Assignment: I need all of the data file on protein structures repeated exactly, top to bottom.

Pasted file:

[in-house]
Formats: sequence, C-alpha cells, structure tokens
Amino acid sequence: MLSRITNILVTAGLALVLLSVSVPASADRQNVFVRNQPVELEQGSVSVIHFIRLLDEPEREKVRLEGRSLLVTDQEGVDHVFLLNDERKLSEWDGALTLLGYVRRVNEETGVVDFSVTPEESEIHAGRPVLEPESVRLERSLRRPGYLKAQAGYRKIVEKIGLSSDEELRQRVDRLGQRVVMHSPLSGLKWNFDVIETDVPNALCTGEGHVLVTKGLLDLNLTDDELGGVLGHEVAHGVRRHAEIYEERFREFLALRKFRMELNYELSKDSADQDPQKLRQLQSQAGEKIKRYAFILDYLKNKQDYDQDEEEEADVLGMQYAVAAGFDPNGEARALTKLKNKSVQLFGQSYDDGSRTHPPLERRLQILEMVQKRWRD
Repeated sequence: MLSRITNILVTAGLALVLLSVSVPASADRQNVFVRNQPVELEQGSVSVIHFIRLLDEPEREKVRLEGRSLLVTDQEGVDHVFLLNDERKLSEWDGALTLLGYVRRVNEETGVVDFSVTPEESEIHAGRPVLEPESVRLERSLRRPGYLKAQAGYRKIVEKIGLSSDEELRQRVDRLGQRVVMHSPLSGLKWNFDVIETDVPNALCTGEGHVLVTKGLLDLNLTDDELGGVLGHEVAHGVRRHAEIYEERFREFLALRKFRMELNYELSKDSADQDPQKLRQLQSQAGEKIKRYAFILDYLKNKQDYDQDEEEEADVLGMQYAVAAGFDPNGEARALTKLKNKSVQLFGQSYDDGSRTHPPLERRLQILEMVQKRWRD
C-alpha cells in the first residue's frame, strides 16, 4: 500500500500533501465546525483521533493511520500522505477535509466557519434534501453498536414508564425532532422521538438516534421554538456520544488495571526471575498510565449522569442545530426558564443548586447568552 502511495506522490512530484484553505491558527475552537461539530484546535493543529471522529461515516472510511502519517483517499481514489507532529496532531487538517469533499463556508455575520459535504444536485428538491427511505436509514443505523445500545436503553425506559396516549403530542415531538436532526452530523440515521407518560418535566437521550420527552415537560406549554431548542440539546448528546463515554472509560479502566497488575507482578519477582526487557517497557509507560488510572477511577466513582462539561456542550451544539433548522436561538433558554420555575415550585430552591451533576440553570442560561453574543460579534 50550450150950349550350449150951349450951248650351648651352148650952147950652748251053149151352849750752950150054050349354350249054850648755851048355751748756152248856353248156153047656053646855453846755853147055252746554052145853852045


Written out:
[in-house]
Formats: sequence, C-alpha cells, structure tokens
Amino acid sequence: MLSRITNILVTAGLALVLLSVSVPASADRQNVFVRNQPVELEQGSVSVIHFIRLLDEPEREKVRLEGRSLLVTDQEGVDHVFLLNDERKLSEWDGALTLLGYVRRVNEETGVVDFSVTPEESEIHAGRPVLEPESVRLERSLRRPGYLKAQAGYRKIVEKIGLSSDEELRQRVDRLGQRVVMHSPLSGLKWNFDVIETDVPNALCTGEGHVLVTKGLLDLNLTDDELGGVLGHEVAHGVRRHAEIYEERFREFLALRKFRMELNYELSKDSADQDPQKLRQLQSQAGEKIKRYAFILDYLKNKQDYDQDEEEEADVLGMQYAVAAGFDPNGEARALTKLKNKSVQLFGQSYDDGSRTHPPLERRLQILEMVQKRWRD
Repeated sequence: MLSRITNILVTAGLALVLLSVSVPASADRQNVFVRNQPVELEQGSVSVIHFIRLLDEPEREKVRLEGRSLLVTDQEGVDHVFLLNDERKLSEWDGALTLLGYVRRVNEETGVVDFSVTPEESEIHAGRPVLEPESVRLERSLRRPGYLKAQAGYRKIVEKIGLSSDEELRQRVDRLGQRVVMHSPLSGLKWNFDVIETDVPNALCTGEGHVLVTKGLLDLNLTDDELGGVLGHEVAHGVRRHAEIYEERFREFLALRKFRMELNYELSKDSADQDPQKLRQLQSQAGEKIKRYAFILDYLKNKQDYDQDEEEEADVLGMQYAVAAGFDPNGEARALTKLKNKSVQLFGQSYDDGSRTHPPLERRLQILEMVQKRWRD
C-alpha cells in the first residue's frame, strides 16, 4: 500500500500533501465546525483521533493511520500522505477535509466557519434534501453498536414508564425532532422521538438516534421554538456520544488495571526471575498510565449522569442545530426558564443548586447568552 502511495506522490512530484484553505491558527475552537461539530484546535493543529471522529461515516472510511502519517483517499481514489507532529496532531487538517469533499463556508455575520459535504444536485428538491427511505436509514443505523445500545436503553425506559396516549403530542415531538436532526452530523440515521407518560418535566437521550420527552415537560406549554431548542440539546448528546463515554472509560479502566497488575507482578519477582526487557517497557509507560488510572477511577466513582462539561456542550451544539433548522436561538433558554420555575415550585430552591451533576440553570442560561453574543460579534 50550450150950349550350449150951349450951248650351648651352148650952147950652748251053149151352849750752950150054050349354350249054850648755851048355751748756152248856353248156153047656053646855453846755853147055252746554052145853852045